It cannot be overlooked that there are resource limits which need to be considered when discussing the use of purified mAb to combat HIV, and which may restrict the use of the applications above to a very small proportion of the global population at risk of infection. Efforts are under way, however, to overcome the limits imposed by cost and time intensive production of mAbs so that they could be used prophylactically on a larger scale. The first option is that of mAb-based microbicide. The protection seen with an antiretroviral-based microbicide gel has reinvigorated the HIV microbicide field (Abdool Karim et al., 2010), and although gels containing mAbs have been considered, the cost implications are similar to those for passive transfer of mAbs, with additional problems caused by the need for cold storage of such a microbicide (Gorlani et al., 2012). An alternative prospect is that of a persistent biological microbicide, namely Lactobacilli, genetically modified to express anti-HIV molecules. Vaginal colonization of Macaca mulatta with Lactobacilli jensenii expressing cyanovirin has already been shown to prevent mucosal SHIV transmission (Lagenaur et al., 2010) and attempts are underway to express mAb fragments in this system. Although L. jensenii is a naturally occurring human commensal strain, thorough evaluation of the effects of colonization will be required alongside monitoring of the level of mAb expression. Another attractive approach to using mAbs prophylactically is a gene therapy–based approach. Such an approach was first described 10 years ago (Lewis et al., 2002; Johnson et al., 2009). Last year, this approach made a major advance with the description of a highly effective vector-mediated immunoprophylaxis in SCID mice reconstituted with human PBLs and challenged with a high dose of HIV (Balazs et al., 2012). A range of mAbs were shown to be effective in this system and secreted at 20–250 mg/ml in sera (Balazs et al., 2012), with protection from infection with serum concentrations for b12 and VRC01 of 34 and 8.3 mg/ml, respectively. How well vector-mediated immunoprophylaxis protects from mucosal transmission remains to be established. It will be particularly interesting to see whether combinations of mAbs result in a higher transmission barrier. Other obstacles to this approach are those associated with gene therapy in general. However, it should be noted that the adeno-associated virus vector used is nonintegrating but persistent and thus advantageous over other gene therapy vectors.
Single B cell cloning and systematic high-throughput methods involving the development of novel selection methods have resulted in the identification of the second generation neutralizing mAbs from HIV infected patients, despite such mAbs being relatively rare within the broadly neutralizing B cell repertoires of selected individuals. There is now a need for a similarly systematic approach to identify immunogens that may be capable of eliciting neutralizing antibodies, given that many novel immunogens to date have produced somewhat similar clade-specific weak serum neutralizing responses. In fact, a huge variety of immunization protocols have produced what could almost be termed a consensus humoral immune response comprising homologous neutralization activity in the sera as per initial immunization studies (Weiss et al., 1986), with some exceptions showing an increasing breadth in heterologous activity. A more detailed analysis of the components of the postimmune sera could enable advanced evaluation of the degree to which the immunization was effective, which could in turn inform immunogen and immunization study design. Despite the association observed between neutralizing antisera and a level of protection in some vaccination regimens, neutralization activity in immunized animals and humans is markedly inferior to those in rare HIV-infected individuals who are termed elite neutralizers. Passive immunization studies have shown that if certain levels of neutralizing mAbs are present, complete protection can be achieved (Mascola et al., 1999, 2000; Shibata et al., 1999; Parren et al., 2001; Veazey et al., 2003; Hessell et al., 2009; Watkins et al., 2011). Furthermore, it has been shown that combinations of recently described neutralizing antibodies together could block infection by the vast majority of strains (Doria-Rose et al., 2012; Klein et al., 2012a) and can control infection in humanized mice (Klein et al., 2012b). Therefore, there is a need for a bilateral approach to (1) identify immunogens able to induce neutralization activity (even at low titers) by investigating mAb as well as serum neutralization, and (2) understand how to modulate the immune system to promote the affinity maturation of these rare clones to predominate over the abundant nonneutralizing antibodies. The desired outcome of such a strategy would be that the required level of neutralizing antibodies are present at the mucosa during the short window between exposure and infection to provide protection from HIV. Although the epidemic continues, we need to find ways to use all the available resources, in this case, the new generation of neutralizing mAb to prevent spread and lower disease burden. Approaches that bypass the difficult elicitation stage to provide broadly neutralizing mAb at the point of need, such as gene therapy and biological microbicides, show much promise. However, many more years of development may be required before these options can be rolled out to the populations most in need of protection.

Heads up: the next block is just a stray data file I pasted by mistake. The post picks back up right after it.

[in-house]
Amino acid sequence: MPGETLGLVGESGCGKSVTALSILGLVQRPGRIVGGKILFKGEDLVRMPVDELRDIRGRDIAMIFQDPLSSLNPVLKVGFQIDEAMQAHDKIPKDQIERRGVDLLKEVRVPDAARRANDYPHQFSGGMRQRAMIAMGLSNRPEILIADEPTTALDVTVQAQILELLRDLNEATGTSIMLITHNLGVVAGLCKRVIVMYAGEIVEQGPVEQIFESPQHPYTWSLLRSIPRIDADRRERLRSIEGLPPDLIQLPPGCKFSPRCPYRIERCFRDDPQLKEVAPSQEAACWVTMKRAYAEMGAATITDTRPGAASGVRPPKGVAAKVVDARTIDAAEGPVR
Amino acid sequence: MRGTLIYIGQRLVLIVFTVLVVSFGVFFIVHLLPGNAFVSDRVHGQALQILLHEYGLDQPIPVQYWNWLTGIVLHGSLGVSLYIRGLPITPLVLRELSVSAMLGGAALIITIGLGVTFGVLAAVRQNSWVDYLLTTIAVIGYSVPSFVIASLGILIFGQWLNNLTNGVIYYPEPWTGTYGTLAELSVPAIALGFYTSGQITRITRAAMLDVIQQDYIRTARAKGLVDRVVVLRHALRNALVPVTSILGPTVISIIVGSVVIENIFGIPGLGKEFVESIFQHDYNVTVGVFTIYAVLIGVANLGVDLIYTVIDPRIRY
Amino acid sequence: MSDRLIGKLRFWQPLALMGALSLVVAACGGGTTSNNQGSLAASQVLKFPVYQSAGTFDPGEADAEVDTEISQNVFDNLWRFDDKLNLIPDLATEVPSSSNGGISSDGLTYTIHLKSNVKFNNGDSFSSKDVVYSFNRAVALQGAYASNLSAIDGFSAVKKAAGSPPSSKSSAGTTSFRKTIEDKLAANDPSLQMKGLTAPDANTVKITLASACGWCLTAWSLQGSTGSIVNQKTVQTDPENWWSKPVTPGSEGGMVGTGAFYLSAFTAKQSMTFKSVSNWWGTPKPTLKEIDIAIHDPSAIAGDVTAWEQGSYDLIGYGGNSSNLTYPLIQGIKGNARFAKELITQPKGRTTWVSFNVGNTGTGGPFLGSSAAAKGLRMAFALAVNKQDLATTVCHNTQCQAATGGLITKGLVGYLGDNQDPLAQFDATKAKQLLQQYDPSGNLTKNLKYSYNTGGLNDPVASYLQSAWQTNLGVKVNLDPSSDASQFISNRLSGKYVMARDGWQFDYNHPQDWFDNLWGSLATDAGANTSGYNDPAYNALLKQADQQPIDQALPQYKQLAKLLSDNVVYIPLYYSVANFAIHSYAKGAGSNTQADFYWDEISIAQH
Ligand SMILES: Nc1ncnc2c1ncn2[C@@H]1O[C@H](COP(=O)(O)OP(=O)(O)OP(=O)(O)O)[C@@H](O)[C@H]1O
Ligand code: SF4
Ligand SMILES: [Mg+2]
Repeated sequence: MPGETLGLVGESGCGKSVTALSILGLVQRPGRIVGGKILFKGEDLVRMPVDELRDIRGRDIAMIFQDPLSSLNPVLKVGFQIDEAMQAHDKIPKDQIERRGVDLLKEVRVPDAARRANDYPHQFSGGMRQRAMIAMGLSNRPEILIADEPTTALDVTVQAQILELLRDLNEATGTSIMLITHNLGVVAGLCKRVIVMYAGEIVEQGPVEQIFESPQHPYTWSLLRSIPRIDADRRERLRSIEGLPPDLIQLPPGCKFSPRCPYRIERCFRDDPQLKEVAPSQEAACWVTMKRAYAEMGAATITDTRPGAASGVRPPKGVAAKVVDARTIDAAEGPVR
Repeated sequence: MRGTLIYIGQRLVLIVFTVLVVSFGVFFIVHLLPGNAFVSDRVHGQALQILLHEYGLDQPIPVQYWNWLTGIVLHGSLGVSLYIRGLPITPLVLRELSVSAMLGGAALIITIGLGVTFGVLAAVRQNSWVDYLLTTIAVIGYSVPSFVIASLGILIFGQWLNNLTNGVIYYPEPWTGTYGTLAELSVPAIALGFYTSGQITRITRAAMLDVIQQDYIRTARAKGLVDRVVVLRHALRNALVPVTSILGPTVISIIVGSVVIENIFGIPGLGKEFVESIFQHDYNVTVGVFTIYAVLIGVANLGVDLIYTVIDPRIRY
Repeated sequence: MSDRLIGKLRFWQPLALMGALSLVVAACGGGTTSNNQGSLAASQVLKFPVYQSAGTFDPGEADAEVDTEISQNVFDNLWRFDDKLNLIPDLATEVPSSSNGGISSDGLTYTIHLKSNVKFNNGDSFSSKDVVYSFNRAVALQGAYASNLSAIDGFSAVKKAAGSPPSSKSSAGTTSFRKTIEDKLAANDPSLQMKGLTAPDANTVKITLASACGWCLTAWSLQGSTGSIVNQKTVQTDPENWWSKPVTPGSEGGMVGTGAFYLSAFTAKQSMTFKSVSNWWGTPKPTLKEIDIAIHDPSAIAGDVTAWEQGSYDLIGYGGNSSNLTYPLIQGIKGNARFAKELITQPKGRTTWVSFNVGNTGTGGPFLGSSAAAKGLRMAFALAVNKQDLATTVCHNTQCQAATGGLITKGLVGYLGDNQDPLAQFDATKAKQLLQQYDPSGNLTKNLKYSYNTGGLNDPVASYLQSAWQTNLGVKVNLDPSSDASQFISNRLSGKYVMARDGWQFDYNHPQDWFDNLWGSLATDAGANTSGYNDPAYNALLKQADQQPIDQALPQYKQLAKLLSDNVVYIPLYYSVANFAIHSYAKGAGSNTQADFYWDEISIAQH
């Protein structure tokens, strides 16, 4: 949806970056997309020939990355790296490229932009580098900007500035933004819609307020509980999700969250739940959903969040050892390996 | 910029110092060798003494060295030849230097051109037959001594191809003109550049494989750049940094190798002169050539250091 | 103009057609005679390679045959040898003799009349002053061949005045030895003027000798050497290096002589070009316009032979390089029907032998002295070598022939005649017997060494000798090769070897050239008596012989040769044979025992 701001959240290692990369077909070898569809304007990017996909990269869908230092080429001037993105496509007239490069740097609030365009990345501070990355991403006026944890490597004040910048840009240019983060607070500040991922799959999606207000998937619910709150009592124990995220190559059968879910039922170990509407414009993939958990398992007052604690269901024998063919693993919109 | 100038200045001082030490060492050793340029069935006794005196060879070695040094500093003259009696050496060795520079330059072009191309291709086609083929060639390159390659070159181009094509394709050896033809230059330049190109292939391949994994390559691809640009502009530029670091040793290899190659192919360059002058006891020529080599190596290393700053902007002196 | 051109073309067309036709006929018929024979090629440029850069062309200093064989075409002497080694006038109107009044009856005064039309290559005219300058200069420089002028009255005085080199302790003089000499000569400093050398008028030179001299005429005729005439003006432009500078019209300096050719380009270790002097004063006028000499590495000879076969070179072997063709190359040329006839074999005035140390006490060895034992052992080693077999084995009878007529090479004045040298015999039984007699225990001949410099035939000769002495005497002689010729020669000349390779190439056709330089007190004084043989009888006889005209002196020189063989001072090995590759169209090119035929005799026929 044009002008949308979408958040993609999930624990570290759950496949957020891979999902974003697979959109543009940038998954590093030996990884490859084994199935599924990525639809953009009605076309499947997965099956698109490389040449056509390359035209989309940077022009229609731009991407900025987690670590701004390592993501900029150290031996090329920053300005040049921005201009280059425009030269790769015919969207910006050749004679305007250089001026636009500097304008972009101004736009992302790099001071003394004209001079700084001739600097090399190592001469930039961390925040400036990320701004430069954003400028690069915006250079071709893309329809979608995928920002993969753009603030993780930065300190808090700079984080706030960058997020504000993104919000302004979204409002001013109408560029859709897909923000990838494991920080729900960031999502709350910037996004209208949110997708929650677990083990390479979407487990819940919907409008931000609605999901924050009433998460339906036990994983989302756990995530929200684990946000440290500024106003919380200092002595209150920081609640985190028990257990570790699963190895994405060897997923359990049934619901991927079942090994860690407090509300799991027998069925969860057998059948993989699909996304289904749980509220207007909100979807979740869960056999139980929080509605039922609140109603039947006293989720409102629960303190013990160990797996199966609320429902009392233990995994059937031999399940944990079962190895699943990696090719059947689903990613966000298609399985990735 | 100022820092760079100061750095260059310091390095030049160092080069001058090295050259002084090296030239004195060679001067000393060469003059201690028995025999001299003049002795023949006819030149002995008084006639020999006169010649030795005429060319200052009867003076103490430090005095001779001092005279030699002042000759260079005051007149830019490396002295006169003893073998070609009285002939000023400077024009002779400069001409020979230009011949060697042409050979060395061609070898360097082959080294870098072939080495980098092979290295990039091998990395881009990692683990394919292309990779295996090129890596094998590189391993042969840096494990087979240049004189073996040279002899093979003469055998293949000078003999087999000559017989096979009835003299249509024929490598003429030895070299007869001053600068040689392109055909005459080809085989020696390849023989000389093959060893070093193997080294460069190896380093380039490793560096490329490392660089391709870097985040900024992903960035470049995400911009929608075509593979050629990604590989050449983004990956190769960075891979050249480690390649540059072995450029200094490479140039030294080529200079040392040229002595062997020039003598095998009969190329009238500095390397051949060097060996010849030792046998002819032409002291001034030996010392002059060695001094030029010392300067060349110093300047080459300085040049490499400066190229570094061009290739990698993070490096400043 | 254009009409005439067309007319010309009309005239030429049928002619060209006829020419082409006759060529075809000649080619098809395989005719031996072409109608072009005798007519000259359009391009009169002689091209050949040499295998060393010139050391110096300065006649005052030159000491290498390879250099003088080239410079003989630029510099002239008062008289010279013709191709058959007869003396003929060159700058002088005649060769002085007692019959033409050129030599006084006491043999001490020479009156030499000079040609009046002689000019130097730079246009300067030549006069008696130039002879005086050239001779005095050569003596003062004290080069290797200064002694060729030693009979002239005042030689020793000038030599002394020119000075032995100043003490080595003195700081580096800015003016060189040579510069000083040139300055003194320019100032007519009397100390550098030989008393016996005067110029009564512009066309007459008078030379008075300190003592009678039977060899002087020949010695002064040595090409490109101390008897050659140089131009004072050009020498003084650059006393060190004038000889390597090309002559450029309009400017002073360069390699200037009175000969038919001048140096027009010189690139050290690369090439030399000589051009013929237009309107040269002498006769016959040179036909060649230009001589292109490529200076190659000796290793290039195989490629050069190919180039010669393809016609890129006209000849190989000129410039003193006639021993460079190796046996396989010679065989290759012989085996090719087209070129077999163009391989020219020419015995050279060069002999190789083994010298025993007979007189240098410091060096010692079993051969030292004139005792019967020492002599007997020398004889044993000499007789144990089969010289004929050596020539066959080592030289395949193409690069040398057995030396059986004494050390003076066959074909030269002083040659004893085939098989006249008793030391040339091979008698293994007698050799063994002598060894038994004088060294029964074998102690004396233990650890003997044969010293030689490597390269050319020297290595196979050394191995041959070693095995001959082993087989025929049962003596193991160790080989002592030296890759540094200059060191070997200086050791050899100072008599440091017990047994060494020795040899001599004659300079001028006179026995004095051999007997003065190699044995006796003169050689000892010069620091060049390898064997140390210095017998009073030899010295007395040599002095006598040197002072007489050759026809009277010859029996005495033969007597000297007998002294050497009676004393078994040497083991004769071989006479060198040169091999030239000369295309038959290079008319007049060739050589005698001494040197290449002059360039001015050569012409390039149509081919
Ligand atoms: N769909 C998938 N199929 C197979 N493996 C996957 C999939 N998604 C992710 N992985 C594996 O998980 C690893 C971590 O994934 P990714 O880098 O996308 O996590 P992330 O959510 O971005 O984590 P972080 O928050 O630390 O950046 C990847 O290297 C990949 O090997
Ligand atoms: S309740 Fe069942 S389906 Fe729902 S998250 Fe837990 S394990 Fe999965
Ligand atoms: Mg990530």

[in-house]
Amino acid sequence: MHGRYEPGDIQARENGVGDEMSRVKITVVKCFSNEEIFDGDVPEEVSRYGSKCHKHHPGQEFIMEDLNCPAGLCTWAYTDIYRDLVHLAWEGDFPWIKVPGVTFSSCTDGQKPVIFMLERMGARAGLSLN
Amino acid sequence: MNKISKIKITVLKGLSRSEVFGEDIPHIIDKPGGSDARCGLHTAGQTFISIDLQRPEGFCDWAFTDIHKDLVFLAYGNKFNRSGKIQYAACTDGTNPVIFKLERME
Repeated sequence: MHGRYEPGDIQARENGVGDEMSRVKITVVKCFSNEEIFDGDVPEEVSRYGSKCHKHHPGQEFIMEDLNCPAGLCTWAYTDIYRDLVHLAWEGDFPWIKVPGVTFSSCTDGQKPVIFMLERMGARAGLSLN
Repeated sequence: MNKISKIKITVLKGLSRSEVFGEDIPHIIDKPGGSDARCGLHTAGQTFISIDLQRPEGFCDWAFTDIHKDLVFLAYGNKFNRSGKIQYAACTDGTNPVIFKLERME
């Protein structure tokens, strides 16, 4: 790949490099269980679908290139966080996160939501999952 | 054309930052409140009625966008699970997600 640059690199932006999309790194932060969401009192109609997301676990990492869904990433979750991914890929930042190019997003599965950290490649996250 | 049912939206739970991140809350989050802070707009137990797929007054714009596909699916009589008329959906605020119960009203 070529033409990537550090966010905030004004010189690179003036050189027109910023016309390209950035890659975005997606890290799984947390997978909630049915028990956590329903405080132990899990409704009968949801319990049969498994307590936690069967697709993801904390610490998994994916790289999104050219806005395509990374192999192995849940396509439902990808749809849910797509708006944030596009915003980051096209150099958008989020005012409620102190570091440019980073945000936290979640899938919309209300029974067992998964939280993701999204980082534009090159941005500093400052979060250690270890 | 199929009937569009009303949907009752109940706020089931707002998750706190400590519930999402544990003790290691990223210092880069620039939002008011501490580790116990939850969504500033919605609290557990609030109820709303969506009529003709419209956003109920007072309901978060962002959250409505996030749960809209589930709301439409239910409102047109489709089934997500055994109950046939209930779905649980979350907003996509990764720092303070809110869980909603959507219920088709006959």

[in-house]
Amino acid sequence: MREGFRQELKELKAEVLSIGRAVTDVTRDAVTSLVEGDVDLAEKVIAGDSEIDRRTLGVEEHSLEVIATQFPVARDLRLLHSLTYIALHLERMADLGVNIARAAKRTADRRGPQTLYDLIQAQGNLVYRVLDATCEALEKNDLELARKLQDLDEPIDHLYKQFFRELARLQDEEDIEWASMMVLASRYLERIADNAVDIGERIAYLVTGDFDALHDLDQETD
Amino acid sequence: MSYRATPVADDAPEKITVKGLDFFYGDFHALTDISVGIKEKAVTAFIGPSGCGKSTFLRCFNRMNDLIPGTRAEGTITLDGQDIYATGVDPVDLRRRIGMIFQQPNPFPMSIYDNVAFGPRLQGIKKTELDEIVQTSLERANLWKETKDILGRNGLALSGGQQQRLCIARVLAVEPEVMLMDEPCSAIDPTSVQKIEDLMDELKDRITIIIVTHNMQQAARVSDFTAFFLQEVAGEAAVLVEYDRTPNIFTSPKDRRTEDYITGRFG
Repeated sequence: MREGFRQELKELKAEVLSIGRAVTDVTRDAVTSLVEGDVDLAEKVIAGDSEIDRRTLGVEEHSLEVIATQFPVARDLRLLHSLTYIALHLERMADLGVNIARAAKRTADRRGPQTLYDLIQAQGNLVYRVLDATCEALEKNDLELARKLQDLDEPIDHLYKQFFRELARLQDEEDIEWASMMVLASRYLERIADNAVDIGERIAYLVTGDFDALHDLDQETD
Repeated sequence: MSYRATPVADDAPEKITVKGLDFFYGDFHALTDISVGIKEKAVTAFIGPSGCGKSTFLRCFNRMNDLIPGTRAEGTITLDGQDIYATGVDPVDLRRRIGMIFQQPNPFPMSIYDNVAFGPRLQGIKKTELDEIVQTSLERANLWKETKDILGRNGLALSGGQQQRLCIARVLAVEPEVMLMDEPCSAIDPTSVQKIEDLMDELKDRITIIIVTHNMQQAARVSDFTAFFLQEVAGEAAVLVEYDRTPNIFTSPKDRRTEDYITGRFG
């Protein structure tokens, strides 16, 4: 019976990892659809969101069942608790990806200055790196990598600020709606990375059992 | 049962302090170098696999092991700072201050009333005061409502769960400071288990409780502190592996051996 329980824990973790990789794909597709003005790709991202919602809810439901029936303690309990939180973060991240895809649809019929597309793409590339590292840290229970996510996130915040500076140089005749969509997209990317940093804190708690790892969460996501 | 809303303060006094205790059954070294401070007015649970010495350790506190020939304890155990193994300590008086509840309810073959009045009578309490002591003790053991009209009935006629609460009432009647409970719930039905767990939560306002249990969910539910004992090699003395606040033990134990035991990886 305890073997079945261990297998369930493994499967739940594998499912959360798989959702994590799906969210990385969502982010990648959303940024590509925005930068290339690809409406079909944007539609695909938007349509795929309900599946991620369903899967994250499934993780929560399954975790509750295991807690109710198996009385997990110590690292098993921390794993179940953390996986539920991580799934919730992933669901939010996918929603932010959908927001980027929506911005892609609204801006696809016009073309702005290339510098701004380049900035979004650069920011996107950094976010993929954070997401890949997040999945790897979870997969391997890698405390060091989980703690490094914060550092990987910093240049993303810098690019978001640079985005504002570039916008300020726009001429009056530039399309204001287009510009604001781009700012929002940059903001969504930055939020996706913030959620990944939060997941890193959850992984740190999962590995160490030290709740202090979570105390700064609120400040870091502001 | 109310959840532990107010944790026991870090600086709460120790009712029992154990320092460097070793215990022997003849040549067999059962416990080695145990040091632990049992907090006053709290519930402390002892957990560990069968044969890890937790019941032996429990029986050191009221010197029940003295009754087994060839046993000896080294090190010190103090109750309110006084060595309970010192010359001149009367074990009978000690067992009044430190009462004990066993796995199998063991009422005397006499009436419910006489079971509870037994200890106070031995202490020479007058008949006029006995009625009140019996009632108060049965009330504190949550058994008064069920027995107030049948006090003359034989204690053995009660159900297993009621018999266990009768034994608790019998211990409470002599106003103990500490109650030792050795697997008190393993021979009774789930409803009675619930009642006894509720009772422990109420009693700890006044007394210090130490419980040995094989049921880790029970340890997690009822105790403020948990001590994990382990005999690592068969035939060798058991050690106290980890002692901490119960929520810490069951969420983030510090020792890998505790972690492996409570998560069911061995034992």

In conclusion, even though we now have an expanding array of broadly neutralizing antibodies, which block a large proportion of HIV strains by binding to various epitopes on Env, there remains an immense challenge to convert our understanding of how these mAbs bind antigen and block infection into immunogens that will elicit a major humoral response to these targets. Despite the potential applications of HIV neutralizing antibodies detailed above, the challenge of effective immunogen design remains a priority in HIV research as part of the overall goal of developing a prophylactic HIV vaccine. It is to be hoped that the same level of rigor used to identify the new generation of broad and potent neutralizing mAbs will be applied to the challenge of immunogen design, leading to successful vaccine candidates.